Maomi Stars:  review of the best Chinese literacy app for preschoolers

What is Maomi Stars?

Maomi Stars is a Chinese literacy app for children, perhaps an equivalent to the English kindergarten literacy apps like Starfall, ABC Mouse or Reading Eggs.  It’s been meticulously researched, and tested on children, and offers several great advantages over other Chinese learning apps out there.

My kids have road-tested A LOT of Chinese learning apps, believe me.  But there are only a handful that we have kept using consistently over the years and resubscribing to.  Maomi Stars is one of these (…. iHuman, Skritter and Dim Sum Warriors are the others in case you’re wondering).

In short, the Maomi Stars app provides a gamified way for your child to systematically learn and review characters in a fun, welcoming and safe space.

What we like?

  • Very suitable for preschoolers and younger learners:  the app is gamified learning, but age-appropriate for little ones.  I’s not animation-on-steroids, and it’s very easy to navigate around the worlds.  My youngest loved it at 2 years old when she first beta-tested Maomi Stars, and now she’s nearly 5 and still enjoys it. 
  • Wordlists are relevant and customisable:  there are various options for pre-made wordlists for a parent to select from, and the curriculum that are currently available are here.  As my kids are part of the Maomi beta testers programme, we’ve had a sneak preview of other wordlists including from levelled readers that your child may already be learning from including Sagebooks, Odonata and Quickread (四五快读 ).  The team are in the process of expanding curriculum to include Taiwan and Singapore MOE wordlists as well as creating one with words related to Pokemon.  For educators, there is also an advanced option to add a custom word list, in which teachers can use to create their own class codes.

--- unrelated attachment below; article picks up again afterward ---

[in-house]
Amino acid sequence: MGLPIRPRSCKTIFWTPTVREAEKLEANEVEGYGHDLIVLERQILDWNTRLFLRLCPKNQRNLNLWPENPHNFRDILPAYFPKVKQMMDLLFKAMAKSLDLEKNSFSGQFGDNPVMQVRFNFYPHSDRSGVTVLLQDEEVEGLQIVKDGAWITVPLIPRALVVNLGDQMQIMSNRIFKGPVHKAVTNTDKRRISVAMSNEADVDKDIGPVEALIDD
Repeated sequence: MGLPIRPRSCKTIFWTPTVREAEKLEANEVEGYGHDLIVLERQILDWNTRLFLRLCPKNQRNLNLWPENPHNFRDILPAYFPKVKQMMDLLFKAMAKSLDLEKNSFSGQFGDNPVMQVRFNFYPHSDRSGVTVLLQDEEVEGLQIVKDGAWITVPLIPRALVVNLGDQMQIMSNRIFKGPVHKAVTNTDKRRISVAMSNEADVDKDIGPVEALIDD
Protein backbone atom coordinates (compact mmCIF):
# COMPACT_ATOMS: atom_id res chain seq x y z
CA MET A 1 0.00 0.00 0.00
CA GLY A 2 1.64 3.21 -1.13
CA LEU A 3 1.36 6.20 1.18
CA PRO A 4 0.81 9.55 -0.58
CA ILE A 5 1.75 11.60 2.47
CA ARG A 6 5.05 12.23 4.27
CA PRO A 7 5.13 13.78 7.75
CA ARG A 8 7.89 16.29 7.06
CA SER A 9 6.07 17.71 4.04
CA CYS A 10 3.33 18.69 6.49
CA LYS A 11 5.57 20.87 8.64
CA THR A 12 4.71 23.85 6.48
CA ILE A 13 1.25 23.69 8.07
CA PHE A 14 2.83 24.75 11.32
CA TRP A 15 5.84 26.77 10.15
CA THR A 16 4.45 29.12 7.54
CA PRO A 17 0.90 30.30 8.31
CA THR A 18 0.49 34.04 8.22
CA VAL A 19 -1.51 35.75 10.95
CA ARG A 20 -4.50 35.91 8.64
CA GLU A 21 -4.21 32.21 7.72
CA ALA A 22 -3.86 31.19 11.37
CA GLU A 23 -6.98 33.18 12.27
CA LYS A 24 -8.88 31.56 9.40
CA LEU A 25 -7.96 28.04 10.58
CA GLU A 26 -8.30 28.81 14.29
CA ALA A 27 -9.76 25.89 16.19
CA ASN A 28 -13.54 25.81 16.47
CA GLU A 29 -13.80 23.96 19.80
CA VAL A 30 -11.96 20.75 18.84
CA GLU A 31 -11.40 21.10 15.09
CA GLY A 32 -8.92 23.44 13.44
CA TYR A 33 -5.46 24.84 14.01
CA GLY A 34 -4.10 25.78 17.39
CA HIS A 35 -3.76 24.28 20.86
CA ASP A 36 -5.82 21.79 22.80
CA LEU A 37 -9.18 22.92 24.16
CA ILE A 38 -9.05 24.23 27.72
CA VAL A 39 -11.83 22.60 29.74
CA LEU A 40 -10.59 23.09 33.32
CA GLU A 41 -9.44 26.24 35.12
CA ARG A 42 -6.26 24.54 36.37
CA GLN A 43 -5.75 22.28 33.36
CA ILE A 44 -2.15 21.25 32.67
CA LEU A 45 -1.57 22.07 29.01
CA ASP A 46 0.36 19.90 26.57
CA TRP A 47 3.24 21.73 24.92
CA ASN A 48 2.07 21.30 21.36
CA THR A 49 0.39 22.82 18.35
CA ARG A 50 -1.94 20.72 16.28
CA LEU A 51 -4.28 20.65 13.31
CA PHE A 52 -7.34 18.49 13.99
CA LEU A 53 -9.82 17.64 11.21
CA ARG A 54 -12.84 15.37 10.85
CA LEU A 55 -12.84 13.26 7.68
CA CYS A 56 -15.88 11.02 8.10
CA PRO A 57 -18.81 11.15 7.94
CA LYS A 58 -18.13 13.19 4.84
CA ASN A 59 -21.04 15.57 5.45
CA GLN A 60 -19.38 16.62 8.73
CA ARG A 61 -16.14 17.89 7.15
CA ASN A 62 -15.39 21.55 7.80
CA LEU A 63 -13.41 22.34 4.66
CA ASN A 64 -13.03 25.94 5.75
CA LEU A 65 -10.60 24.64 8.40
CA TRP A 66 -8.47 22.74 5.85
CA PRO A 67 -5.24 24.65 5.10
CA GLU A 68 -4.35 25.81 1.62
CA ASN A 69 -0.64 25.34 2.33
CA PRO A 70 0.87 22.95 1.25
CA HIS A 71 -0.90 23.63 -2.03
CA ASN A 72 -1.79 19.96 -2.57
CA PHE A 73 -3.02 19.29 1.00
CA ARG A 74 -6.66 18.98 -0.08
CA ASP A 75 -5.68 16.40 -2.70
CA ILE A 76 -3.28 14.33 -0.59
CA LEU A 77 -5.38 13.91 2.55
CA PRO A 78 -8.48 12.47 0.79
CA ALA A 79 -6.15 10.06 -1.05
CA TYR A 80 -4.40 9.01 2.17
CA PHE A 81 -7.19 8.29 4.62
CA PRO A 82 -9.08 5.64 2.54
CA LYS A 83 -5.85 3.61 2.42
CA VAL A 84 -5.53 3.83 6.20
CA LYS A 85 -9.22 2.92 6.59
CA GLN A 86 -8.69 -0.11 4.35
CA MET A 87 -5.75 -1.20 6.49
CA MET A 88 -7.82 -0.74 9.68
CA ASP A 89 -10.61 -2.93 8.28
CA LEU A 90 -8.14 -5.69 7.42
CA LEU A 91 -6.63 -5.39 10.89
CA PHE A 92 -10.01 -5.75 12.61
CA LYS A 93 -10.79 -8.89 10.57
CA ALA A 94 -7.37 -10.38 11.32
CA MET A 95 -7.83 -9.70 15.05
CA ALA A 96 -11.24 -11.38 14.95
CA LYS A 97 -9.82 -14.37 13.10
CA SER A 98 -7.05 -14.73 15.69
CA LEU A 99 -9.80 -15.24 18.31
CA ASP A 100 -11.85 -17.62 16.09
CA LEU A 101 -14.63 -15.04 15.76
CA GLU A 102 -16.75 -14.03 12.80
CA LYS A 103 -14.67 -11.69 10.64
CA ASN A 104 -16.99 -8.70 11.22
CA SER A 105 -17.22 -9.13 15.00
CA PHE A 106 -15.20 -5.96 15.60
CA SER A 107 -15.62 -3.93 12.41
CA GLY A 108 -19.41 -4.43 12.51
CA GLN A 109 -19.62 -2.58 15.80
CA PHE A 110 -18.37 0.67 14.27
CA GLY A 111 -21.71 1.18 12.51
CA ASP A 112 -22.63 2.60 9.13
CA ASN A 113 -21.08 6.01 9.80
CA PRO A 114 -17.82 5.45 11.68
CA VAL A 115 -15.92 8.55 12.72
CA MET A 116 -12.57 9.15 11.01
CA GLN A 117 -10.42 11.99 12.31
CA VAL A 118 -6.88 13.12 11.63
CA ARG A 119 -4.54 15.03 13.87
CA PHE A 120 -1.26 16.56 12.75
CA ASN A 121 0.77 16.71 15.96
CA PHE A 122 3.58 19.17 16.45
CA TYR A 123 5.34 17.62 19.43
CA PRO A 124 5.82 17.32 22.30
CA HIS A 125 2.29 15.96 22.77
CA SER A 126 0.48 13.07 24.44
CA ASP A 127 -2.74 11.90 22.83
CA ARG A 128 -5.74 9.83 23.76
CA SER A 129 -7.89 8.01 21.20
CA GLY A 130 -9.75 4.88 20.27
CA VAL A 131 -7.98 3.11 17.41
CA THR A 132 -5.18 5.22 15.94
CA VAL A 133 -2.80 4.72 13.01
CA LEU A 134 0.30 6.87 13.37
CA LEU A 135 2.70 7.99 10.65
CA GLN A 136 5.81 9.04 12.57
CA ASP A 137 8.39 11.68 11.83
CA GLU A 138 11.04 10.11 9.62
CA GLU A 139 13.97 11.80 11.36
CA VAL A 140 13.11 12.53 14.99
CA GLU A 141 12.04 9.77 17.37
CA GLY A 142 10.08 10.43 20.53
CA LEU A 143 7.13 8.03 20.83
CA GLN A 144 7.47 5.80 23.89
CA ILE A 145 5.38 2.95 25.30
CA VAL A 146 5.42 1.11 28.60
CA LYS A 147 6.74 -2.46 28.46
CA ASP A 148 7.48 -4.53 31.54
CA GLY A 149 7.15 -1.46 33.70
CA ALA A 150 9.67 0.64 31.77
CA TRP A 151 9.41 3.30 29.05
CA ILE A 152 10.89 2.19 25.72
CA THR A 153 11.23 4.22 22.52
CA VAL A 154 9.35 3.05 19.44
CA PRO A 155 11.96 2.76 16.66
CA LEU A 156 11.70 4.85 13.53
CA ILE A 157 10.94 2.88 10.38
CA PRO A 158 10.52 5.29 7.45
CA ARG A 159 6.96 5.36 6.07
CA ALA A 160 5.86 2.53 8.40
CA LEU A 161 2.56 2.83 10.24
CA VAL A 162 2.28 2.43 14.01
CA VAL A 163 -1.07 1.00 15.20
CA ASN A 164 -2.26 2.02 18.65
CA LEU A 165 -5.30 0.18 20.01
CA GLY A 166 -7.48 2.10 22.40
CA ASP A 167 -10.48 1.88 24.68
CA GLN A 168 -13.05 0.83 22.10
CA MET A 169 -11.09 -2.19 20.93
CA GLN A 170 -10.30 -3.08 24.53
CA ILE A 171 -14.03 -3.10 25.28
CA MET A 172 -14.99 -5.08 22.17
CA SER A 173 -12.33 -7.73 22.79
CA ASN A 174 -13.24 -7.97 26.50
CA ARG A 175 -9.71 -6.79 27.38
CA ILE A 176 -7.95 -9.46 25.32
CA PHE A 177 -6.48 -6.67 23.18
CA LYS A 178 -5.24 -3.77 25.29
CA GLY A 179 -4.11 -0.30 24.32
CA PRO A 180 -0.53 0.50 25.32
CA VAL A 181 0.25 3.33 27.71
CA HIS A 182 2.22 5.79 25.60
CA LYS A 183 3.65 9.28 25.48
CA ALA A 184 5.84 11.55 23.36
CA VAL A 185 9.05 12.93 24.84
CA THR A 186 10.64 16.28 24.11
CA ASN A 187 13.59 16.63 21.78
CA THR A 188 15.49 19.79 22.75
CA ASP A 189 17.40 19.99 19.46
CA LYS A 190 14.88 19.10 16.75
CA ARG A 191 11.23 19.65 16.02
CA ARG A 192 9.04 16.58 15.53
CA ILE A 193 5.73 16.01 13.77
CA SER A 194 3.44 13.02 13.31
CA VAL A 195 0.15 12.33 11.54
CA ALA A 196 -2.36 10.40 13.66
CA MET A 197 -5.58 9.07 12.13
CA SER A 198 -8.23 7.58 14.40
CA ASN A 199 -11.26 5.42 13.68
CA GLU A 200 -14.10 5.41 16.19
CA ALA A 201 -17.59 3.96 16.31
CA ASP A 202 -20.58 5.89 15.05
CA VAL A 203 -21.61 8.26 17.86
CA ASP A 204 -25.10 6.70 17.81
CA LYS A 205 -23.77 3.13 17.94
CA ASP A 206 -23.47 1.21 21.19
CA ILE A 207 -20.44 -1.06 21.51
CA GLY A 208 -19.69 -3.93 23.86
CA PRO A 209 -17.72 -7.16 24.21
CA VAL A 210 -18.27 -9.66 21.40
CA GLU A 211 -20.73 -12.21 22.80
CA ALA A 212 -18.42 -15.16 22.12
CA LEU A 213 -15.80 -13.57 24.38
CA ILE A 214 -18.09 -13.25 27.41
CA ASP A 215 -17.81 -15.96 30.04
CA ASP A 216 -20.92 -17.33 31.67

• User interface can be in English or Chinese: set the app as you please
  • Language optionality: choice of Simplified or Traditional script, and Cantonese or Mandarin pronunciation, Zhuyin or Pinyin phonics. Brilliant!
  • Safe:  completely free of ads or outside intrusions that can interrupt a child’s learning (have you ever noticed how many education apps have so many more ads that would would?). There’s also a setting for parents to set screen time limit.
  • Okay for complete beginners: as the app has speaking, writing, and English translations, and word lists are arranged by themes, it’s really possible to use this app for a complete beginner to learn vocab (eg numbers, nature, colours, people, etc)

What we didn’t like?  (or watch outs)

The Maomi Stars app has improved a lot since its soft launch in 2020.  At that point, it was somewhat draggy / buggy.  However, with continuous user feedback, I believe the Maomi team have really perfected the app to where it is today, which is a world class app.  Really there are no real downsides, but a few watchouts:

  • Less interesting for older children: this isn’t a grudge, it’s a watch out as to why your child may not like the app. Primary-school age children who are into more complex games would find it simple, as it still feels like a learning game not a video game (an older child would probably like iHuman better).  That said, if the option for doing their school tingxie (spelling) homework is between Maomi Stars or traditional pen and paper, I’m sure many lower primary students will choose the Maomi option too!
  • Pricing: it’s charged per month (can be good or bad), so not a lifetime app or three year option like some others.
  • It’s for supporting human teaching:  While Maomi Stars does provide simple English definitions and images to try to convey meaning of the Chinese words, the images are not available for every word and are not quite as effective as iHuman/Wukong’s animated explainer videos.  So while Maomi Stars is great for practicing and improving retention, it is best used alongside some human teaching.